8 As regards the +5 % from arithmetic means as provided under the second proviso to sec. 92C(2). The ld DR has submitted that the proviso as exist at that point of time has been substituted by the Finance Act, 2009. Therefore, this is not the amendment of the provisions but substitution of the provisions. He has relied upon the decision of the Hon’ble Karnataka High Court in the case of K T Venkatappa & Ors vs K N Krishnappa & Ors reported in 173 ITR 678 and submitted that proceedings pending as on the date of substitution would be governed by the substituted new provision. The ld DR further contended that when the second proviso has been substituted by the new proviso then new proviso supersede all the provisos and the old proviso ceased to exist. Thus, a new proviso has become the part of law just as if the amendment was always been there.
8.1 After considering the rival contention and perusal of the additional evidence filed by the assessee, we note that this additional evidence is in fact not the material first time filed by the assessee before us; but the same was filed by the assessee before the TPO being the updated information/data regarding comparable. The assessee has filed the evidence before us just to support the contention that the same was not available in the public domain and therefore, was not accessible to the assessee at the time of TP study. In view of our finding on the issue of determination of ALP by the AP/TPO and after considering the updated data, we decline the request of the assessee for admitting the additional evidence.
9 We have considered the rival submissions made by both the parties and carefully considered the relevant material on record. The expression of international transaction as provided in the provisions of sec. 92B means the transaction between two or more AEs, either or both of whom are Non-Residents. Such transactions may be in the nature of purchase, sale or lease of tangible or intangible property or provision of services or lending or borrowing money, or any other transactions having a bearing on the profits, income, losses or assets of such Enterprises.
9.1 Section 92C(1) prescribes the computation of ALP in regard to an international transaction and has to be determined by any of the method prescribed in the said sections being the most appropriate method, having regard to the nature of the transaction or class of transaction.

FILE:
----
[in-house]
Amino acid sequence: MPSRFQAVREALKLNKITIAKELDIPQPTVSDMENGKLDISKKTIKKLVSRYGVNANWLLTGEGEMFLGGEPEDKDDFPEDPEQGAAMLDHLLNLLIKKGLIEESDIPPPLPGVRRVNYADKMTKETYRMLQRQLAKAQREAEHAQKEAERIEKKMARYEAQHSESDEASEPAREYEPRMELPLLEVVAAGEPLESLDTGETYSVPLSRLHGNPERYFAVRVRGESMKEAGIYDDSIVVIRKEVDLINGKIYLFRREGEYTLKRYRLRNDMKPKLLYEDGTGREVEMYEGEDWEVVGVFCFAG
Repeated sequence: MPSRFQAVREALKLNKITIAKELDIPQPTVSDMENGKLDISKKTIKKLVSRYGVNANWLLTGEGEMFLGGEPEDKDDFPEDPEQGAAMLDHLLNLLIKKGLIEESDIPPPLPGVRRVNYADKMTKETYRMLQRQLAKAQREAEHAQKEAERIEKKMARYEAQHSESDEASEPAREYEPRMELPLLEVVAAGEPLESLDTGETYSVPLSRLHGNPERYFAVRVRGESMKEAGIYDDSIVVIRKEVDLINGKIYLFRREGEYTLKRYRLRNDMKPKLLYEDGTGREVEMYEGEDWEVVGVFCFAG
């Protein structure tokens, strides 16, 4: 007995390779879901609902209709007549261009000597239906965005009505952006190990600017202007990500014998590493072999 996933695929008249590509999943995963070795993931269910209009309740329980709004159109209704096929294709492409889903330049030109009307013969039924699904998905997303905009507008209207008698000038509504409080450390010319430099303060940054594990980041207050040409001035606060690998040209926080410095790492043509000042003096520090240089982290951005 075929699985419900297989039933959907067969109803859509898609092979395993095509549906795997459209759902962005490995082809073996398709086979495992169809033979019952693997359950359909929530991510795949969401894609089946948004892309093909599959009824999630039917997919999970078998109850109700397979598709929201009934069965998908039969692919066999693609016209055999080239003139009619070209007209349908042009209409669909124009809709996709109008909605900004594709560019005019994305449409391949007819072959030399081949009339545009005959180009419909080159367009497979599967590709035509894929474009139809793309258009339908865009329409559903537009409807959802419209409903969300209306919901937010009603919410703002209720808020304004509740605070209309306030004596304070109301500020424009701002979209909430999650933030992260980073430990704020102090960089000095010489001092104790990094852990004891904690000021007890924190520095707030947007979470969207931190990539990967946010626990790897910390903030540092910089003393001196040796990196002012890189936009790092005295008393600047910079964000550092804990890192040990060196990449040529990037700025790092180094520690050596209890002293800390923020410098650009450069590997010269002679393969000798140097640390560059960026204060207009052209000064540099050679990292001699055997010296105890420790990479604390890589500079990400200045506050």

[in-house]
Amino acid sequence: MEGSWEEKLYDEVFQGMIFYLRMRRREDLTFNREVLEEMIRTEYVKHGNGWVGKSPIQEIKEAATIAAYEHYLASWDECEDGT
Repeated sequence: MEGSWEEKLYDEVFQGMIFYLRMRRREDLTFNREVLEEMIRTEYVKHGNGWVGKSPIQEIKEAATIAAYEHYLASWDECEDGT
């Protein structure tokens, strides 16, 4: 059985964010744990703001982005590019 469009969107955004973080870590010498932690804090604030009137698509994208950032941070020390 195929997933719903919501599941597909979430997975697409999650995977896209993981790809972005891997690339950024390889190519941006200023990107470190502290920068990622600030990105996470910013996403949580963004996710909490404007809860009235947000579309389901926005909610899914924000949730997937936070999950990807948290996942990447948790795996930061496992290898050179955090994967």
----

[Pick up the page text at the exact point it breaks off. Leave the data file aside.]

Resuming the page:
9.2 Section 92F(ii) defines ALP, a price which is applied or proposed to be applied in regard to the transaction between persons other than AE, in uncontrolled conditions.
.3 Rules 1OB (1) of the I T Rules prescribed the manner in which ALP in relation to international transaction has to be determined by applying most appropriate method as prescribed u/s 92C. Rules 1OB(1)(e) specifically mentioned the method /manner for determining all the ALPs by applying net Transactional Net Margin Method (TNMM).
“(i) the net profit margin realized by the enterprise from an international transaction entered into with an associated enterprise is computed in relation to costs incurred or ales effected or assets employed or to be employed by the enterprise or having regard to any other relevant base.
(ii) the net profit margin realized by the enterprise or by an unrelated enterprise from a comparable uncontrolled transaction or a number of such transactions is computed having regard to the same base;
(iii) the net profit margin referred to in sub-clause (ii) arising in comparable uncontrolled transactions is adjusted to take into account the differences, if any, between the international transaction and the comparable uncontrolled transactions, or between the enterprises entering into such transactions, which could materially affect the amount of net profit margin in the open market;
(iv) the net profit margin realized by the enterprise and referred to in sub clause (i) is established to be the same as the net profit margin referred to in sub clause (iii)